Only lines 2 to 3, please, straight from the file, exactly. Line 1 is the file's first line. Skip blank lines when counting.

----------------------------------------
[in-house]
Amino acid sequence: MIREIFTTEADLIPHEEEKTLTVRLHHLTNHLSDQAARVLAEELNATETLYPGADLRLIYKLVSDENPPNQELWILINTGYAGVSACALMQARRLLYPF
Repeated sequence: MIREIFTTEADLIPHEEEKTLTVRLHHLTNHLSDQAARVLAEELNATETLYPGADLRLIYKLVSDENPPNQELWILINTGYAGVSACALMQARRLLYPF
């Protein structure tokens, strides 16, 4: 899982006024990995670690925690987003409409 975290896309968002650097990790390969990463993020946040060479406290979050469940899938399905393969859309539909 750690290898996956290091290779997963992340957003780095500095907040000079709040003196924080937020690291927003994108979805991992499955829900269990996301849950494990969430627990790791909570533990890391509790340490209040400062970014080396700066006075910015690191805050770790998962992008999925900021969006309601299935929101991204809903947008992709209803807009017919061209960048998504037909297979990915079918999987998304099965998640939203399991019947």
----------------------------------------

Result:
Amino acid sequence: MIREIFTTEADLIPHEEEKTLTVRLHHLTNHLSDQAARVLAEELNATETLYPGADLRLIYKLVSDENPPNQELWILINTGYAGVSACALMQARRLLYPF
Repeated sequence: MIREIFTTEADLIPHEEEKTLTVRLHHLTNHLSDQAARVLAEELNATETLYPGADLRLIYKLVSDENPPNQELWILINTGYAGVSACALMQARRLLYPF